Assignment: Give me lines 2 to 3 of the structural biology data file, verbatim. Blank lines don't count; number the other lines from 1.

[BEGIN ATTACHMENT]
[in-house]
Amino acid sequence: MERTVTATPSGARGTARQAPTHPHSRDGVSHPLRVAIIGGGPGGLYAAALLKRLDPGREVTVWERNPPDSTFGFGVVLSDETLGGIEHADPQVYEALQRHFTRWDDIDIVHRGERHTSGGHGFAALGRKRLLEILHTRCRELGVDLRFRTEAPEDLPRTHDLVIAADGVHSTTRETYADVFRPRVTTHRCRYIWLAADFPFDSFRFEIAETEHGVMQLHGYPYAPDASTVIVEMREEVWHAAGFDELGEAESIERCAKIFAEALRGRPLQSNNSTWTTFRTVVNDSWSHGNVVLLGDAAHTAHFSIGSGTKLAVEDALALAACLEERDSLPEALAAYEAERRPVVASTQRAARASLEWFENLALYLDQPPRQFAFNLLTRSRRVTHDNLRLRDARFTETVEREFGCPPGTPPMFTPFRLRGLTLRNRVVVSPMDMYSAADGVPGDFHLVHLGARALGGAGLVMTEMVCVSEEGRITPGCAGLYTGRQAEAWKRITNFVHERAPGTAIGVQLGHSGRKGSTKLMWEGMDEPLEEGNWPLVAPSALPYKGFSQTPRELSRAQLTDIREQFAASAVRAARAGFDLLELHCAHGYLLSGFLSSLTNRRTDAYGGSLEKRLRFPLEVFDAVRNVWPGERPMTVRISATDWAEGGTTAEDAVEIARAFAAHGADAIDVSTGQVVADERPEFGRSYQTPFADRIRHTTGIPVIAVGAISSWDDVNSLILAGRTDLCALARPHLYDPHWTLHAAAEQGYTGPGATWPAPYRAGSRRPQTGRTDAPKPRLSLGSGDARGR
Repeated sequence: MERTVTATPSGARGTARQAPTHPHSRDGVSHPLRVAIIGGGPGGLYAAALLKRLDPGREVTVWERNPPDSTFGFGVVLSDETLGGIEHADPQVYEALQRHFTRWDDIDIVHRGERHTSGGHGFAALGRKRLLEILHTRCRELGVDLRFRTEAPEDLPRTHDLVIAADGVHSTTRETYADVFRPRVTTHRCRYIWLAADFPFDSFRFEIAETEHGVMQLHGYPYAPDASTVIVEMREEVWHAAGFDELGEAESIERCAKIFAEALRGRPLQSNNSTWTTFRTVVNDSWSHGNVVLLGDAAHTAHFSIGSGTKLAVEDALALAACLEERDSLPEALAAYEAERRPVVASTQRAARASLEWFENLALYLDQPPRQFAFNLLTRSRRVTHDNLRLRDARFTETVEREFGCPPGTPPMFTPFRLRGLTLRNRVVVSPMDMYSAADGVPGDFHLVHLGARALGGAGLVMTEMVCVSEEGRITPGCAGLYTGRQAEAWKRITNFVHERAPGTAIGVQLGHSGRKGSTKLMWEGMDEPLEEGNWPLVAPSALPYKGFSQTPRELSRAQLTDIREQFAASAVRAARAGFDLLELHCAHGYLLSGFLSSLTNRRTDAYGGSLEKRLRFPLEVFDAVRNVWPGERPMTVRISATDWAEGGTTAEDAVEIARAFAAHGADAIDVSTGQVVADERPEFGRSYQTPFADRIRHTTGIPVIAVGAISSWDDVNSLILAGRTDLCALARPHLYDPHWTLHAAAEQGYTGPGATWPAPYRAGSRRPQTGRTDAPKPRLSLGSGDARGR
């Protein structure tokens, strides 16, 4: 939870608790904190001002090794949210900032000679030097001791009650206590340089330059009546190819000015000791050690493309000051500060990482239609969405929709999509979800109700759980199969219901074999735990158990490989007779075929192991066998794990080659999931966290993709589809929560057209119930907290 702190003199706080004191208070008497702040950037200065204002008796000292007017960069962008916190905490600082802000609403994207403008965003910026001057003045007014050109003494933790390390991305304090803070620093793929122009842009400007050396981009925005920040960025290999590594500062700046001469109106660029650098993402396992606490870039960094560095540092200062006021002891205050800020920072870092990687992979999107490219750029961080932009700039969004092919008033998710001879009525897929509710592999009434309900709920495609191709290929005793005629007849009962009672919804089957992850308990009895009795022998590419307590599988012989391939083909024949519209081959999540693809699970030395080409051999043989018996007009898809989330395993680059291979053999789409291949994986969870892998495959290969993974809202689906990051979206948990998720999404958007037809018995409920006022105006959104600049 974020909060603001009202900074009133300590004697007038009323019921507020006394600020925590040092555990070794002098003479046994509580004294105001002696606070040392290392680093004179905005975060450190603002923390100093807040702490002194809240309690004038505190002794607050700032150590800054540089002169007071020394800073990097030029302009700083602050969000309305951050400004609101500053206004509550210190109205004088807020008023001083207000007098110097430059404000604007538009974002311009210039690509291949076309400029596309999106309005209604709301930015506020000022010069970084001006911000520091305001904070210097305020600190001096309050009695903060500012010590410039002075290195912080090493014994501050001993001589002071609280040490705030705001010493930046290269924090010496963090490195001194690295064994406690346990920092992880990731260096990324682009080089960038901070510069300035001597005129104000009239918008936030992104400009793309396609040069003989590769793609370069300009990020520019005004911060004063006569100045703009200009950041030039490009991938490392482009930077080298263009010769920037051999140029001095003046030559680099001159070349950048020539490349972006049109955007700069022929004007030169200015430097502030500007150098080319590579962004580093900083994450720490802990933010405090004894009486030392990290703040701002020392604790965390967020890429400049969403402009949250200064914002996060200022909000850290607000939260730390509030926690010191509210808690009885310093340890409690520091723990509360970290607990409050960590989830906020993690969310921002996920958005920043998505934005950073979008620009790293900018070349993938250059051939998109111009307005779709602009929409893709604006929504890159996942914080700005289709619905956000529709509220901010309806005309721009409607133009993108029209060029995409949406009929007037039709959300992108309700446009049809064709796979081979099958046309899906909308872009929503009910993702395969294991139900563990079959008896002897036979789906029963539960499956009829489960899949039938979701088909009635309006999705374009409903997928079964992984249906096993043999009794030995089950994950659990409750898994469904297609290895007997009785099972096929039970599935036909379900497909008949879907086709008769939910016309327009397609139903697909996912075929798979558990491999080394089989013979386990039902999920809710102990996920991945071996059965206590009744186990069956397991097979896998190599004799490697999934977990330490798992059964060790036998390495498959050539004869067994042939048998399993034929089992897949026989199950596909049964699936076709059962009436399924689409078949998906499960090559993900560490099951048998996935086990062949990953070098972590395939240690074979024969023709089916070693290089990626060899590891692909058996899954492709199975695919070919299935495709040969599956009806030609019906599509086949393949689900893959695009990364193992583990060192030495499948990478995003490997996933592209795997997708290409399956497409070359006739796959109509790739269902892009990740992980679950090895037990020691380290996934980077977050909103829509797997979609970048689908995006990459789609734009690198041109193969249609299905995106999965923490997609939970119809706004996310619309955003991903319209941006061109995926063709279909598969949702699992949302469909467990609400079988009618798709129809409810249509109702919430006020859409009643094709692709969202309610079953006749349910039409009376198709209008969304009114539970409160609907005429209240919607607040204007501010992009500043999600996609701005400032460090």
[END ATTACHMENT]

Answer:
Amino acid sequence: MERTVTATPSGARGTARQAPTHPHSRDGVSHPLRVAIIGGGPGGLYAAALLKRLDPGREVTVWERNPPDSTFGFGVVLSDETLGGIEHADPQVYEALQRHFTRWDDIDIVHRGERHTSGGHGFAALGRKRLLEILHTRCRELGVDLRFRTEAPEDLPRTHDLVIAADGVHSTTRETYADVFRPRVTTHRCRYIWLAADFPFDSFRFEIAETEHGVMQLHGYPYAPDASTVIVEMREEVWHAAGFDELGEAESIERCAKIFAEALRGRPLQSNNSTWTTFRTVVNDSWSHGNVVLLGDAAHTAHFSIGSGTKLAVEDALALAACLEERDSLPEALAAYEAERRPVVASTQRAARASLEWFENLALYLDQPPRQFAFNLLTRSRRVTHDNLRLRDARFTETVEREFGCPPGTPPMFTPFRLRGLTLRNRVVVSPMDMYSAADGVPGDFHLVHLGARALGGAGLVMTEMVCVSEEGRITPGCAGLYTGRQAEAWKRITNFVHERAPGTAIGVQLGHSGRKGSTKLMWEGMDEPLEEGNWPLVAPSALPYKGFSQTPRELSRAQLTDIREQFAASAVRAARAGFDLLELHCAHGYLLSGFLSSLTNRRTDAYGGSLEKRLRFPLEVFDAVRNVWPGERPMTVRISATDWAEGGTTAEDAVEIARAFAAHGADAIDVSTGQVVADERPEFGRSYQTPFADRIRHTTGIPVIAVGAISSWDDVNSLILAGRTDLCALARPHLYDPHWTLHAAAEQGYTGPGATWPAPYRAGSRRPQTGRTDAPKPRLSLGSGDARGR
Repeated sequence: MERTVTATPSGARGTARQAPTHPHSRDGVSHPLRVAIIGGGPGGLYAAALLKRLDPGREVTVWERNPPDSTFGFGVVLSDETLGGIEHADPQVYEALQRHFTRWDDIDIVHRGERHTSGGHGFAALGRKRLLEILHTRCRELGVDLRFRTEAPEDLPRTHDLVIAADGVHSTTRETYADVFRPRVTTHRCRYIWLAADFPFDSFRFEIAETEHGVMQLHGYPYAPDASTVIVEMREEVWHAAGFDELGEAESIERCAKIFAEALRGRPLQSNNSTWTTFRTVVNDSWSHGNVVLLGDAAHTAHFSIGSGTKLAVEDALALAACLEERDSLPEALAAYEAERRPVVASTQRAARASLEWFENLALYLDQPPRQFAFNLLTRSRRVTHDNLRLRDARFTETVEREFGCPPGTPPMFTPFRLRGLTLRNRVVVSPMDMYSAADGVPGDFHLVHLGARALGGAGLVMTEMVCVSEEGRITPGCAGLYTGRQAEAWKRITNFVHERAPGTAIGVQLGHSGRKGSTKLMWEGMDEPLEEGNWPLVAPSALPYKGFSQTPRELSRAQLTDIREQFAASAVRAARAGFDLLELHCAHGYLLSGFLSSLTNRRTDAYGGSLEKRLRFPLEVFDAVRNVWPGERPMTVRISATDWAEGGTTAEDAVEIARAFAAHGADAIDVSTGQVVADERPEFGRSYQTPFADRIRHTTGIPVIAVGAISSWDDVNSLILAGRTDLCALARPHLYDPHWTLHAAAEQGYTGPGATWPAPYRAGSRRPQTGRTDAPKPRLSLGSGDARGR